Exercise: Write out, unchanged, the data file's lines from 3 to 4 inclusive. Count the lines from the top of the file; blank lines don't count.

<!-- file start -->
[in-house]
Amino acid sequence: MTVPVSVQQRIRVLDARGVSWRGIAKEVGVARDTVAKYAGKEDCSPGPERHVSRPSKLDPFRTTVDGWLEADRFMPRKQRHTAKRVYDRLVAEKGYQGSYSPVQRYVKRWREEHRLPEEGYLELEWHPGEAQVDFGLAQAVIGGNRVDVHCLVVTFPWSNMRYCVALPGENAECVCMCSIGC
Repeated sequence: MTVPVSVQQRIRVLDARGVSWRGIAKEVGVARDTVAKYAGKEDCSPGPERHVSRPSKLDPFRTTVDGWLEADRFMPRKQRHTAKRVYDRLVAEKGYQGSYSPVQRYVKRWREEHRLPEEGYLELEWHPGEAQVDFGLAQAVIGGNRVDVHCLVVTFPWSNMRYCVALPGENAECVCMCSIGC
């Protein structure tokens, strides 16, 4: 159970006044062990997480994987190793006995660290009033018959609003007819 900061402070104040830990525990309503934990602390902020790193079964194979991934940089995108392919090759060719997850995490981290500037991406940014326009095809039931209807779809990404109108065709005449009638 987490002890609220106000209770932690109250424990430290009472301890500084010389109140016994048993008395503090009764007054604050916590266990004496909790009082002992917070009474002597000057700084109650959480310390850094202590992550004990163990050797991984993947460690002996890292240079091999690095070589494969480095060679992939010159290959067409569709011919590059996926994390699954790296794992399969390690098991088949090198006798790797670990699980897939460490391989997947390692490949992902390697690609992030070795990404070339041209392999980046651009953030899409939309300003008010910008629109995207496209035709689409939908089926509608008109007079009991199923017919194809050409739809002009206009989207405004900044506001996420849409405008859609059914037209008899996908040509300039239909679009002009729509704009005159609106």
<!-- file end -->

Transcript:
Repeated sequence: MTVPVSVQQRIRVLDARGVSWRGIAKEVGVARDTVAKYAGKEDCSPGPERHVSRPSKLDPFRTTVDGWLEADRFMPRKQRHTAKRVYDRLVAEKGYQGSYSPVQRYVKRWREEHRLPEEGYLELEWHPGEAQVDFGLAQAVIGGNRVDVHCLVVTFPWSNMRYCVALPGENAECVCMCSIGC
């Protein structure tokens, strides 16, 4: 159970006044062990997480994987190793006995660290009033018959609003007819 900061402070104040830990525990309503934990602390902020790193079964194979991934940089995108392919090759060719997850995490981290500037991406940014326009095809039931209807779809990404109108065709005449009638 987490002890609220106000209770932690109250424990430290009472301890500084010389109140016994048993008395503090009764007054604050916590266990004496909790009082002992917070009474002597000057700084109650959480310390850094202590992550004990163990050797991984993947460690002996890292240079091999690095070589494969480095060679992939010159290959067409569709011919590059996926994390699954790296794992399969390690098991088949090198006798790797670990699980897939460490391989997947390692490949992902390697690609992030070795990404070339041209392999980046651009953030899409939309300003008010910008629109995207496209035709689409939908089926509608008109007079009991199923017919194809050409739809002009206009989207405004900044506001996420849409405008859609059914037209008899996908040509300039239909679009002009729509704009005159609106």